Item# 9780312325961
Author: John J. Fialka. 384 pg. PB.

In the 1800s, nuns moved west with the frontier, building hospitals and schools in immigrant communities. They provided aid during the Chicago fire, cared for orphans and prostitutes during the California Gold Rush, and brought professional nursing skills to field hospitals on both sides of the Civil War.

In the 1900s, nuns built the nation's largest private school and hospital systems, and brought the Catholic Church into the Civil Rights movement. As their numbers began to decline in the 1970s, many sisters were forced to take professional jobs as lawyers, probation workers, and hospital executives because their salaries were needed to support older nuns, many of whom lacked a pension system. Currently there are about 65,000 sisters in America, down from 204,000 in 1968. Their median age is sixty-nine.

Nuns became the nation's first cadre of independent, professional women. Some nursed, some taught, and many created and managed new charitable organizations, including large hospitals and colleges. Sweeping in its scope and insight, Sisters reveals the spiritual wealth that these women invested in America.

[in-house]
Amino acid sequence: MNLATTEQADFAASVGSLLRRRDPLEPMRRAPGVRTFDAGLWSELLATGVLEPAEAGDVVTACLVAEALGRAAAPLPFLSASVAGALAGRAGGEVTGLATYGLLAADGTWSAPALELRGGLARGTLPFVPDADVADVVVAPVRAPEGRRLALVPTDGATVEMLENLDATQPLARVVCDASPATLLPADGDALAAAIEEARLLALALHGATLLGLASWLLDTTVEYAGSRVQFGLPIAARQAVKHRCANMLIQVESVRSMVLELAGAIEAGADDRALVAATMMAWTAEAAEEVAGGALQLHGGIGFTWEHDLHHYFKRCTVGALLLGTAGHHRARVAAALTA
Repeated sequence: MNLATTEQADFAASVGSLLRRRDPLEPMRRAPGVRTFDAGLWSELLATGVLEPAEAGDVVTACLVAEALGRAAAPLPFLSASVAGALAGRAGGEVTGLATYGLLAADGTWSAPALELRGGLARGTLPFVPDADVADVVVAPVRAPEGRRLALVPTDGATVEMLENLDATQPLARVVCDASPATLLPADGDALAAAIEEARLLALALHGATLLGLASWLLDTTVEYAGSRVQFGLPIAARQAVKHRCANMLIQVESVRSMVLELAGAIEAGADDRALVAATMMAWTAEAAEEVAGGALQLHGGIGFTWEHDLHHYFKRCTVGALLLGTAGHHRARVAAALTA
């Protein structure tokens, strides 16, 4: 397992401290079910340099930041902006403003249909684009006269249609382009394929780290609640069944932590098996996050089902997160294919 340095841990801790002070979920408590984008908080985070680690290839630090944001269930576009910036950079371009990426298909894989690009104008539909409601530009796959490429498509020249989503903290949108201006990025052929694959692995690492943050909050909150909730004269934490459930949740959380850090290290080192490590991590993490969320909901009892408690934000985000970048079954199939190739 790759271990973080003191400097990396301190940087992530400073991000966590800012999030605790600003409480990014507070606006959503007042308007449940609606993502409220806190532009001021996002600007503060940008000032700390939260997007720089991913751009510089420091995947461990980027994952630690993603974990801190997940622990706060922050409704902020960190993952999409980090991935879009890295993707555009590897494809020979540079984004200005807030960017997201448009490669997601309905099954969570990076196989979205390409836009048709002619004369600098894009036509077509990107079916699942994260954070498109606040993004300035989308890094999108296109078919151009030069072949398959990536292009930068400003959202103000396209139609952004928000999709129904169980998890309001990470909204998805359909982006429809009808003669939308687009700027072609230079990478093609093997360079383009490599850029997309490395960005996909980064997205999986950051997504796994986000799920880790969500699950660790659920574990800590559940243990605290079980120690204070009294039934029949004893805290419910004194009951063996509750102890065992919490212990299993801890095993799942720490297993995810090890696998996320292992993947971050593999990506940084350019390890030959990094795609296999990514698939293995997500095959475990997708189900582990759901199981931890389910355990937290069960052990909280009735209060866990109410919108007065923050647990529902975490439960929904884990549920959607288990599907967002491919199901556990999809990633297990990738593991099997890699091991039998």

"Fialka recovers . . . those thrilling days of yesteryear when flocks of sisters, many of them, like the men who laid the intercontinental railroad tracks, Irish immigrants, pushed beyond the settled boundaries of the 19th-century America to aid in the civilizing of a continent . . . These earlier nuns were mobile, risk-taking, entrepreneurial women who eventually established the largest private hospital network in the nation and the most extensive private school system in the world." — Kenneth L. Woodward, The New York Times Book Review

"No group of Americans has had such an important impact on our nation's development as Catholic nuns. Sisters tells this history as well as any book I have ever read. It's important for our children and grandchildren to know this moving history. The story of Sisters is the history of the development of the poor and immigrant in America and how they are able to survive." — Raymond L. Flynn, former U.S. Ambassador to the Vatican and former mayor of Boston

John J. Fialka is a reporter with the Wall Street Journal's Washington bureau. He lives in McLean Virginia.
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